The synagogue complex is located on a triangular site bordered by houses, a highway and a cemetery.
Established in the 1960s, the congregation had outgrown its original building and commissioned Palo Alto's Field Architecture to rethink its property.
"The synagogue commissioned us to transform its property into an ever-evolving spiritual refuge that would embrace ecological responsibility and foster its community's spiritual practice in everyday life," the team said.
The architects conceived a series of single-storey buildings – framed with timber and steel – that are interspersed with courtyards and gardens. Larger volumes are clad in stucco.
Together, the structures form an L-shaped plan and total about 17,850 square feet (1,658 square metres).
One volume holds the main sanctuary and is flanked by a children's area, a library and restrooms. Another contains a social hall, a kitchen, a classroom and a lounge. A third building encompasses offices, classrooms and a small sanctuary.
There also is an underground parking garage that measures 41,500 square feet (3,855 square metres).
The project is the first synagogue to earn LEED Platinum certification from the US Green Building Council, the team said.
Several elements were used to visually unite the buildings.
On the west-facing perimeter of the complex, where a single front connects the main sanctuary and social hall building, the team created a timber lattice in front of the ample glazing.
Each piece of salvaged wood was carefully mounted to the structure's steel frame to produce specific lighting conditions inside.
"Designed using parametric tools to optimize spacing, alignment and rotation, the lattice imbues a centuries-old tradition with contemporary meaning," the team said.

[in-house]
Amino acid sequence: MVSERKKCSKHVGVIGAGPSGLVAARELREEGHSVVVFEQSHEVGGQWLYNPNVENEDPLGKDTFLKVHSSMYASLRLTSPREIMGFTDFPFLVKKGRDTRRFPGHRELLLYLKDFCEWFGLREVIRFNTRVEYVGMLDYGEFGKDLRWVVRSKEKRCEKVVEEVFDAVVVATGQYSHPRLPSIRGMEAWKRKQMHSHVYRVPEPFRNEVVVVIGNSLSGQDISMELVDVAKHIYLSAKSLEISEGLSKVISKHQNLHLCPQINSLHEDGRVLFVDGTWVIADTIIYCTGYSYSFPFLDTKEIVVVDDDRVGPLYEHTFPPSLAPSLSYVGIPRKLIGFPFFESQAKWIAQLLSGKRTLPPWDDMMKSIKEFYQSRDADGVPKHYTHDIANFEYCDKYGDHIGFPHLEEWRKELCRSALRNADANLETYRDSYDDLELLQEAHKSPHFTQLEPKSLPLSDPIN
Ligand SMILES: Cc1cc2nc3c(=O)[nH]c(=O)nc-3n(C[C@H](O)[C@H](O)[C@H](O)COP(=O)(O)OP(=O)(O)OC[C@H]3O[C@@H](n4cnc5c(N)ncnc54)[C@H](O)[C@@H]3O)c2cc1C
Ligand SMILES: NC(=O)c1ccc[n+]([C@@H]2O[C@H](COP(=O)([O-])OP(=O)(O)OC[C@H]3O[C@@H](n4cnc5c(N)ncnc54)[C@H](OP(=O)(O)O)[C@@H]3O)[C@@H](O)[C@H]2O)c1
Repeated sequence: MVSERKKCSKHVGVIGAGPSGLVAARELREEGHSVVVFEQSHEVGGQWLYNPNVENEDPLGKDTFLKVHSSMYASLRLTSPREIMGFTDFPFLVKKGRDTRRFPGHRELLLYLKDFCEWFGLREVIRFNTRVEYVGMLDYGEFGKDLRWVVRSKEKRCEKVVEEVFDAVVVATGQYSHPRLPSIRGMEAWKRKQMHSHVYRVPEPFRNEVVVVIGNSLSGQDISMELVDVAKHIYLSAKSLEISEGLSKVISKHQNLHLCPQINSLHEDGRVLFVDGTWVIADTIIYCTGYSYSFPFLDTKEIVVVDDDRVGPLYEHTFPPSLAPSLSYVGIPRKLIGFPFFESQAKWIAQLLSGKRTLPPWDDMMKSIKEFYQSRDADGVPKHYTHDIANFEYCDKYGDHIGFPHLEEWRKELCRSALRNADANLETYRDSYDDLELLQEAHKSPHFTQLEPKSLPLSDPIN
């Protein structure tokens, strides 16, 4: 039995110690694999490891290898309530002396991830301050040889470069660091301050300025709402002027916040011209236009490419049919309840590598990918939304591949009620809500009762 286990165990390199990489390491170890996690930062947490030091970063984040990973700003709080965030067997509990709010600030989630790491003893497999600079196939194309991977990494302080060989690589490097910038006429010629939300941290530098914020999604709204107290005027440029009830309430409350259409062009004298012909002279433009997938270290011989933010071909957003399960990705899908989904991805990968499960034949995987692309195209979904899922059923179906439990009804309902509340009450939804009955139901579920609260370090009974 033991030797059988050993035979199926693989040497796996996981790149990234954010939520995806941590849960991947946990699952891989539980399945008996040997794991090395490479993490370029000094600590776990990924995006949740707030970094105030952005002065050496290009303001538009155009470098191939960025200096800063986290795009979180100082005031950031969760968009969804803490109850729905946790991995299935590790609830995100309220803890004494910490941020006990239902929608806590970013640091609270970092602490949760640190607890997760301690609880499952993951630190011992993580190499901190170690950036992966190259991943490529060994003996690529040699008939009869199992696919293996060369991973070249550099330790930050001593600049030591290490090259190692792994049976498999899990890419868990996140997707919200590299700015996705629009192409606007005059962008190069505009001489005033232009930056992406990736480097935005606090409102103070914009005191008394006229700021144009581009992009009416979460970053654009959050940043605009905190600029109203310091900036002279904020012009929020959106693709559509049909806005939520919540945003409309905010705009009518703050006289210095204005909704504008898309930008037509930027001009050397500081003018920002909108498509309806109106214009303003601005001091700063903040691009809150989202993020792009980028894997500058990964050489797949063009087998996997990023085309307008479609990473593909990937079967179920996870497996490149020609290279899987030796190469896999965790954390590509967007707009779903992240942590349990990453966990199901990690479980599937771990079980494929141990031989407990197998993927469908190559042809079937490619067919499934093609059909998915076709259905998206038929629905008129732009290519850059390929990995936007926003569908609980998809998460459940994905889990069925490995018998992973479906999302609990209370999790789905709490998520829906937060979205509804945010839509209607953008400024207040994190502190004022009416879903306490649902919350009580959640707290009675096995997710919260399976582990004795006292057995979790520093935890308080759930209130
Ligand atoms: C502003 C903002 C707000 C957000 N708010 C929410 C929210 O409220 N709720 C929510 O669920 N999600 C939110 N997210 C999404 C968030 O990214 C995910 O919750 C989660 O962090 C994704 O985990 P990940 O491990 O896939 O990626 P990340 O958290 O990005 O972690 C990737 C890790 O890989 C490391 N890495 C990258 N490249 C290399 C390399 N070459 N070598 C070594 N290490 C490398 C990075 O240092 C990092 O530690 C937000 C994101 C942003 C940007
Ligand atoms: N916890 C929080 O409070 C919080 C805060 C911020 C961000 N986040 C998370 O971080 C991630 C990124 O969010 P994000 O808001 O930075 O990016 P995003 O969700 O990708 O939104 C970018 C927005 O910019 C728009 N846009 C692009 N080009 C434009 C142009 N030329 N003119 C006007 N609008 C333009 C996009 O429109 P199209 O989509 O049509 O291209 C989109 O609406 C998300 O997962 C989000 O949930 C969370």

Another connective element is an undulating canopy found in the sanctuary and an adjoining courtyard.
The canopy – made of birch plywood – has symbolic meaning, as it refers to the traditional canopy structure – a chuppah – that a bride and groom stand under during Jewish weddings.
Throughout the complex, the team used earthy materials such as wood and stone. The sanctuary features travertine ark stones with a curtain hung between them, as well as oak flooring and seating.
To provide daylighting and a link to the outdoors, the team incorporated "simple but impactful" elements such as skylights, clerestories and sliding glass walls.
"The airy, welcoming spaces easily flow between indoors and outdoors, connecting congregants both physically and visually to the natural world," the team said.
Landscaping was a significant factor in the design. Along the front facade, the team incorporated a "living habitat" with native plants.
During times of low rainfall, gardens are irrigated with rainwater that was previously collected and stored on-site.
Congregation Kol Emeth won a 2022 design award from the San Francisco chapter of AIA.
Other synagogues include a building in Ulm, Germany, by Kister Scheithauer Gross that features limestone walls and patterned windows, and a pop-up synagogue in Ukraine by Manuel Herz Architects that was built to mark the 80th anniversary of a massacre that occurred during the Holocaust.
The photography is by Joe Fletcher.
Architect: Field Architecture
Architecture team: Stan Field, Jess Field (design principals)
Architect of record: EID Architects
Civil engineer: Lea and Braze
Structural engineer: Mar Structural Design
MEP: Fard Engineers
Lighting: Loisos + Ubbelhode
Accoustics: Charles M. Salter Associates, Inc.
LEED commissioning: Green Building Services
Landscape: GLS Landscape Architecture
General contractor: Smith Hyder Construction
Client: Congregation Kol Emeth